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iPhone is legit again after years on Argentina's gray market
[BUENOS AIRES] Apple Inc's iPhone will be sold widely in Argentina next month for the first time in several years, according to a person familiar with the matter, as President Mauricio Macri seeks to re-open the South American nation to global trade.
The iconic phone has been unavailable from carriers Telefonica SA, America Movil SAB and Telecom Argentina SA because of rules put in place in 2009 by Macri's predecessor Cristina Fernandez de Kirchner pressuring device makers to assemble their products in Argentina.
Apple never opened a factory there, even as competitors such as Samsung Electronics Co complied.
All regulatory hurdles to import the iPhone have been removed, though the carriers will have to pay import taxes that will make the devices at least 25 per cent more expensive than locally assembled phones, said the person familiar with the matter, who asked not to be identified discussing private information.
Still, the phone companies wanted to offer iPhones for high-end users for whom the steeper price isn't an issue, the person said. The carriers can let customers pay for the phone in installments, making it more accessible.
Despite the obstacles, iPhones are already a common sight on the streets of Buenos Aires, making their way to the country in the suitcases of travellers to Miami or through small businesses that import the devices and sell them online.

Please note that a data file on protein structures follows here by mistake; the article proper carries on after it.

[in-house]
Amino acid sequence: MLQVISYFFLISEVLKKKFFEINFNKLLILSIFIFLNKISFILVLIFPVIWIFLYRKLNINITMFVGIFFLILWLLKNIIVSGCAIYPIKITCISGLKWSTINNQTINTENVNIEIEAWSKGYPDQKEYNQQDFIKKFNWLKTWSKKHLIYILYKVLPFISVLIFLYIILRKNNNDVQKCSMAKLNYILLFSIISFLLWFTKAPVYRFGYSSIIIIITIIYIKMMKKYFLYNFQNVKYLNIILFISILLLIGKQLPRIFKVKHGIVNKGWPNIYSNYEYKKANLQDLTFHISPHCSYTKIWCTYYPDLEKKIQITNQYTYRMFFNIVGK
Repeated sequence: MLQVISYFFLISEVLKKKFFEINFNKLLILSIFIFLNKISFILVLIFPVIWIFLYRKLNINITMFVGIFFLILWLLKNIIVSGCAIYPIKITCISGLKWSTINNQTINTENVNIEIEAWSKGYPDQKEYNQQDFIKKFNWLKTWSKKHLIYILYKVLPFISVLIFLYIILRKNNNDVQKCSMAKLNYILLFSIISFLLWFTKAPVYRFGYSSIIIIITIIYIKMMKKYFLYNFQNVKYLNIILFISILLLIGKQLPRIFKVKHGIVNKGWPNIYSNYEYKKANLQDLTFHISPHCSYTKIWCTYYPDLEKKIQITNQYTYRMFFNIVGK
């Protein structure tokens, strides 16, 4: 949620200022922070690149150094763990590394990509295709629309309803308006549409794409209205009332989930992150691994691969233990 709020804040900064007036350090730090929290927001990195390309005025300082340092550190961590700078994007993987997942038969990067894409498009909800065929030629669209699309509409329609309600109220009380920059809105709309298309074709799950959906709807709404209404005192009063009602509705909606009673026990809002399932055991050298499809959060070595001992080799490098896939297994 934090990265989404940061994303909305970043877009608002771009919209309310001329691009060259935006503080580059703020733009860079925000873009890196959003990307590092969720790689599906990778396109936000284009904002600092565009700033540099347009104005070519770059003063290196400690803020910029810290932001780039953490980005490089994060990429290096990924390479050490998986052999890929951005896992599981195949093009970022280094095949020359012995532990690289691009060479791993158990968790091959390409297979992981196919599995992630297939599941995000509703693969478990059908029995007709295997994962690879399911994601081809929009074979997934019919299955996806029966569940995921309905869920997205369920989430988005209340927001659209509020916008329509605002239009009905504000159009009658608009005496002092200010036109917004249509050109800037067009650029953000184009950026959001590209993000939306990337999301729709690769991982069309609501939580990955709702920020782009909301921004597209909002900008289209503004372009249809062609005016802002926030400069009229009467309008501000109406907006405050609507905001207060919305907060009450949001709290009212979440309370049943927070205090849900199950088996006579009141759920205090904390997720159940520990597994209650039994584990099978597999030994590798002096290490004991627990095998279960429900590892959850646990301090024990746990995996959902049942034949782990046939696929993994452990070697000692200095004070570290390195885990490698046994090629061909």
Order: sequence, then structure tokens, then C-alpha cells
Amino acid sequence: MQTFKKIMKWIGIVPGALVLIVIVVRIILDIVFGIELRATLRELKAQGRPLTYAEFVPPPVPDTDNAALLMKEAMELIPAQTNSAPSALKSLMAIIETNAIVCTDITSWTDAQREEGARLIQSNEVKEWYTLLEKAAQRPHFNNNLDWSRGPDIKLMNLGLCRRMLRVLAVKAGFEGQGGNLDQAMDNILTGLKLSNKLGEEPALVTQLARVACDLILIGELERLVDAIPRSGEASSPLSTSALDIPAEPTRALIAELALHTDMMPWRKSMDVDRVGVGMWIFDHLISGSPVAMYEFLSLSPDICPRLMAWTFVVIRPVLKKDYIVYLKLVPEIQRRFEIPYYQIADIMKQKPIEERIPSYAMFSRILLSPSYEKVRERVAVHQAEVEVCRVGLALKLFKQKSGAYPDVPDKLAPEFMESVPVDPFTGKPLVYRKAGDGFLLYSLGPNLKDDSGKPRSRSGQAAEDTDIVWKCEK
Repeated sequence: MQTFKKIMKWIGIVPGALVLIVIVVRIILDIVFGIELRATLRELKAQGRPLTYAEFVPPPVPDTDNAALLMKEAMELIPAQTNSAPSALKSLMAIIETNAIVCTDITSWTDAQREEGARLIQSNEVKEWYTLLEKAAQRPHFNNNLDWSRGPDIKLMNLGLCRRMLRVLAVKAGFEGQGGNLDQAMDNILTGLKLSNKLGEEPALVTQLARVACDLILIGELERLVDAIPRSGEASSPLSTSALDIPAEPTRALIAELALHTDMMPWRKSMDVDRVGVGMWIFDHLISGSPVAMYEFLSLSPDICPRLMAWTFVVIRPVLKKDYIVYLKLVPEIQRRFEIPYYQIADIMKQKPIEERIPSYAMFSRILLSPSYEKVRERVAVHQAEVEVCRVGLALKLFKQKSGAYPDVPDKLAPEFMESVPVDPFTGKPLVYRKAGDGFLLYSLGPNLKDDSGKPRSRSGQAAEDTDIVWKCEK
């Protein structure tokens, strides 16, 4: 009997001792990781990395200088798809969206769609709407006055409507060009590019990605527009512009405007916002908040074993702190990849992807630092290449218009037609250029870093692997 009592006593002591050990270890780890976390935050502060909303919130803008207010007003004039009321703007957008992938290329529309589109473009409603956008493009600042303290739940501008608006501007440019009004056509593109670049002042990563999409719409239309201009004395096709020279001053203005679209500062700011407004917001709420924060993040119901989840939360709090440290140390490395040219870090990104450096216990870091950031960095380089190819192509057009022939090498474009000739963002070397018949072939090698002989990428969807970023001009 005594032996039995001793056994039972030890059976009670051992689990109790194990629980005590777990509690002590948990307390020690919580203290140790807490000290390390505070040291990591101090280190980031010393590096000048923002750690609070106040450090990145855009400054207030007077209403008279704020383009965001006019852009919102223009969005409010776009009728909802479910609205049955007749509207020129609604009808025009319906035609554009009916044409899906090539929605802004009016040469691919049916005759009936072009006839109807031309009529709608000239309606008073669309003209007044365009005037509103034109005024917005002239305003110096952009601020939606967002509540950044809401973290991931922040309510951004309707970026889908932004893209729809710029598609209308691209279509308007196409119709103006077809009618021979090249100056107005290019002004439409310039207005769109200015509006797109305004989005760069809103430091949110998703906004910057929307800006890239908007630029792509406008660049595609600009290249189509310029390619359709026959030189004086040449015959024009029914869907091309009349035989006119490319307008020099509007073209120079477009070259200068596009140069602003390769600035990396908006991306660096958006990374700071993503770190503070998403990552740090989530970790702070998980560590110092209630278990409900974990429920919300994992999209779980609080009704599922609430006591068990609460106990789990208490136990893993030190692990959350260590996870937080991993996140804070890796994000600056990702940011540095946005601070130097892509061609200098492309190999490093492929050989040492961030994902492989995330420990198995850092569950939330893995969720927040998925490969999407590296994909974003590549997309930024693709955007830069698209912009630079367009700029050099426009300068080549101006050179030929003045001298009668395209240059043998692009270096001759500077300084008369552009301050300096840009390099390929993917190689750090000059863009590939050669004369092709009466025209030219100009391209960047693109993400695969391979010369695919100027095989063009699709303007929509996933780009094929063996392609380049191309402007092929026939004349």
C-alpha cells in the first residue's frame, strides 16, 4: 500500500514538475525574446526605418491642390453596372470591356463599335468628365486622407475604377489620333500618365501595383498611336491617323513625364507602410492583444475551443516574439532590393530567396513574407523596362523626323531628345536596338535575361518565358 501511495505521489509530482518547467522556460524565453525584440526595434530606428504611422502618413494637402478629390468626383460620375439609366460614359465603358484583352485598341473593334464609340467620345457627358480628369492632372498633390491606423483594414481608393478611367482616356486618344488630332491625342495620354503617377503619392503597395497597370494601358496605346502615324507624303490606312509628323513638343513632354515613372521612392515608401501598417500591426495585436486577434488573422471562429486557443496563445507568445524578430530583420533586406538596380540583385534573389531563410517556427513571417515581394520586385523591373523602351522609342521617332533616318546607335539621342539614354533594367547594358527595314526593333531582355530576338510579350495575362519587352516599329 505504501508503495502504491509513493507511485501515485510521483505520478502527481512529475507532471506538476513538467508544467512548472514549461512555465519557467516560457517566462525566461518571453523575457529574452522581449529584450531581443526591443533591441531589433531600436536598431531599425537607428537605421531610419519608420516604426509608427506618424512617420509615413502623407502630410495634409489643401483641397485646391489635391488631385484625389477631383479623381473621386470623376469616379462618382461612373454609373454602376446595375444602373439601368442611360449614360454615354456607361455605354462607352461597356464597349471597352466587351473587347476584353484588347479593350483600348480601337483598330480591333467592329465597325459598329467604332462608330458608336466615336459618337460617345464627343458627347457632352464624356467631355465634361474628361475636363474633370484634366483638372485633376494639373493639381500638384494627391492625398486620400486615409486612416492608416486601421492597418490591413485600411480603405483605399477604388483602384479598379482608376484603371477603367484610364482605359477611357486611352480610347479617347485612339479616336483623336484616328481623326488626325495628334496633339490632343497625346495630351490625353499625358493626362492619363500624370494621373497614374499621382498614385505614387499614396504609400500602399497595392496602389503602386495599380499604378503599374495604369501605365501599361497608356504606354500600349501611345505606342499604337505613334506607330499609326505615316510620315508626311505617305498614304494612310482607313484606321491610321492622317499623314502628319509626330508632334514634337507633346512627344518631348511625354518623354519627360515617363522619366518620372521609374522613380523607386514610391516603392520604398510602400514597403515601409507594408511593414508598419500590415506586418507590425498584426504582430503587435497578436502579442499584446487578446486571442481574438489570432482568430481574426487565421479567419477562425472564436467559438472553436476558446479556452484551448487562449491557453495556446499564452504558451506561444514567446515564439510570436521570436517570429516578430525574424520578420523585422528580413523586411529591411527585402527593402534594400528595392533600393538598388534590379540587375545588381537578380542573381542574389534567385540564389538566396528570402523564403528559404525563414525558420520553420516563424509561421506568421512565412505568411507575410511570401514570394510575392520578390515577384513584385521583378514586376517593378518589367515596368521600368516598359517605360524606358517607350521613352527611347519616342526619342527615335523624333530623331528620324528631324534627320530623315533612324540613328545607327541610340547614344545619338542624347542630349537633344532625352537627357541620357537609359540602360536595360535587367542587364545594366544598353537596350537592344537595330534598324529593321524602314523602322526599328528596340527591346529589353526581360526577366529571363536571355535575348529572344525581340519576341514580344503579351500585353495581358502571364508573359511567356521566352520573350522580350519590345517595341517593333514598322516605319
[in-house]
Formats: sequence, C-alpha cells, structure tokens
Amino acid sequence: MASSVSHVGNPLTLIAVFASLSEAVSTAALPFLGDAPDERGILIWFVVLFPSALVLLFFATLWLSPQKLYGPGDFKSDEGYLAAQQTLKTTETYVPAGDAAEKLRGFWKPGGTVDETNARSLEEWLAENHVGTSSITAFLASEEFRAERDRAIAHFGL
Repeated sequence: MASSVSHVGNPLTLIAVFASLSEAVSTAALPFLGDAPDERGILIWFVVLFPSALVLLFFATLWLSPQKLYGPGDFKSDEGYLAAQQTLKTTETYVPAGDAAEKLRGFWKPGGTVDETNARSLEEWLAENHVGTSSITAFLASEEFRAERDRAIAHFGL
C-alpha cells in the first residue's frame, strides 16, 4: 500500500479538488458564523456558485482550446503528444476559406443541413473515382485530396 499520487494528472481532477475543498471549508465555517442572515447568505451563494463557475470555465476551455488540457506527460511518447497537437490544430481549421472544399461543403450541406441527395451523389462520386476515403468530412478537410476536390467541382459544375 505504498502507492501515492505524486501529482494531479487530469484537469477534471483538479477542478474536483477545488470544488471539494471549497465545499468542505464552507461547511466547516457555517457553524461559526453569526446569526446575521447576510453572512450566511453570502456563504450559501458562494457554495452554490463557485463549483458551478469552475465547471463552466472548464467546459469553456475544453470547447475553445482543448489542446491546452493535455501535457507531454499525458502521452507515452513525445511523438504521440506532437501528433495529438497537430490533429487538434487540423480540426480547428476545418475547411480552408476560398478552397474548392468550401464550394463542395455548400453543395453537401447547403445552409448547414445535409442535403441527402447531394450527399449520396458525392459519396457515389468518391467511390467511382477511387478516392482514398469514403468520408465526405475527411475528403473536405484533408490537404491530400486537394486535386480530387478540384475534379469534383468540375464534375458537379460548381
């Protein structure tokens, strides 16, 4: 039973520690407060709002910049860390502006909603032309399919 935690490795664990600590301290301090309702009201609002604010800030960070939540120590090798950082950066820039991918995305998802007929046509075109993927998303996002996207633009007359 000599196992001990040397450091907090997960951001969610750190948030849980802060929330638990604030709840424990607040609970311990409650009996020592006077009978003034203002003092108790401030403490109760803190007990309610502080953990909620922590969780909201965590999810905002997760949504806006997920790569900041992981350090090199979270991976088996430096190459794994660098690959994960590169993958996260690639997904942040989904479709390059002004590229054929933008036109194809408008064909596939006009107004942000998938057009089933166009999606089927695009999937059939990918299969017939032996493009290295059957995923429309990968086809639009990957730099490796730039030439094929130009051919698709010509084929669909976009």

Apple declined to comment. La Nacion, el Cronista and other Argentine outlets reported the iPhone's return earlier.
Hector Goldin, an Apple reseller in Buenos Aires, said he had to stop offering iPhones seven years ago because of the restrictions. He's been selling the Cupertino, California-based company's devices since 1985 and is its top tier of distributing partners.
"It's hard to explain how happy I am," he said.
"I am already receiving the new ones for sale and at the same time getting reservations from clients who still don't know the final price."
Goldin's Maxim Store, next to the Galerias Pacifico mall downtown, will sell five iPhone models starting April 7, and he envisions customers lining up for the phones as they do elsewhere when new versions come out.
He declined to give prices, saying Apple doesn't like to disclose such details until device goes on sale, but said it will be expensive - perhaps double the price in the US and 40 per cent higher than in neighbouring Chile because of sales, import and income taxes. But Argentines who do buy local will have be able to get full service on certified iPhones, he said.
"I can imagine many of Chile's retailers are worried after this news," he said. "They will lose a lot of clients."